Despite being more than one year old, the Meltdown or Spectre vulnerabilities have remained a theoretical threat, and no malware strain or threat actor has ever used any in a real-world attack. Over the course of the last year, system and network administrators have called on the Linux project for options to disable these protections. A report adds: Many argued that the threat is theoretical and could easily be mitigated with proper perimeter defenses, in some scenarios. Even Linus Torvalds has called for a slowdown in the deployment of some performance-hitting Spectre mitigations. The Linux kernel team has reacted positively towards these requests and has been slowly adding controls to disable some of the more problematic mitigations.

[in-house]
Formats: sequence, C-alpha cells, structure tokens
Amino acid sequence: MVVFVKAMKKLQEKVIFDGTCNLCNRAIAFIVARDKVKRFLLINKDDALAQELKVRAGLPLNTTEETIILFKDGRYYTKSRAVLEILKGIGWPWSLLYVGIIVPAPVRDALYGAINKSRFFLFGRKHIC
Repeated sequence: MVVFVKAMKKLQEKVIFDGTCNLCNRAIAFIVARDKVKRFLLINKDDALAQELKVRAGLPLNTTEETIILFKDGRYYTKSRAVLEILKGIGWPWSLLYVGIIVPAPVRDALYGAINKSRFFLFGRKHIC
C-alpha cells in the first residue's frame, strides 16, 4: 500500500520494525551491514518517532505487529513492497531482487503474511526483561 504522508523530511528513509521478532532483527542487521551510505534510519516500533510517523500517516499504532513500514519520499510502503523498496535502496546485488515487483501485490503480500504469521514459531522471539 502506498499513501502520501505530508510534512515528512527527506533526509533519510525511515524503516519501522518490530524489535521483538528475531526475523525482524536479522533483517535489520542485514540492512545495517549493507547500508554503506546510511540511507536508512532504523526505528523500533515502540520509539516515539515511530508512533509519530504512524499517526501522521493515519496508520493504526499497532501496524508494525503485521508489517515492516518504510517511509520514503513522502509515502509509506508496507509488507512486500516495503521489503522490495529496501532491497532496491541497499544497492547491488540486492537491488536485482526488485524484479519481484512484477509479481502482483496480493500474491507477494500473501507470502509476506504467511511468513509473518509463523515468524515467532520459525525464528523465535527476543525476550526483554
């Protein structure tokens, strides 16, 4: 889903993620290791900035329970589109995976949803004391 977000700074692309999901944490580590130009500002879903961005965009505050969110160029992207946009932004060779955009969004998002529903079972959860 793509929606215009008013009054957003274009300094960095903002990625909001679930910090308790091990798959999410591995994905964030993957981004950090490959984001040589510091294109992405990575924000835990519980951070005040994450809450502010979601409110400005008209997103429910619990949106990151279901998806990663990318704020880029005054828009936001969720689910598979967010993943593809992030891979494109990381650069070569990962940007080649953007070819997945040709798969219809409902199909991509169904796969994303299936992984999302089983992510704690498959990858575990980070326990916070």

[…] The latest effort to have mitigations turned off — and stay down — is the addition of the PR_SPEC_DISABLE_NOEXEC control bit to the Linux kernel. This bit will prevent child processes from starting in a state where the protections for Spectre v4 are still activated, despite being deactivated in the parent process.

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Source:: Slashdot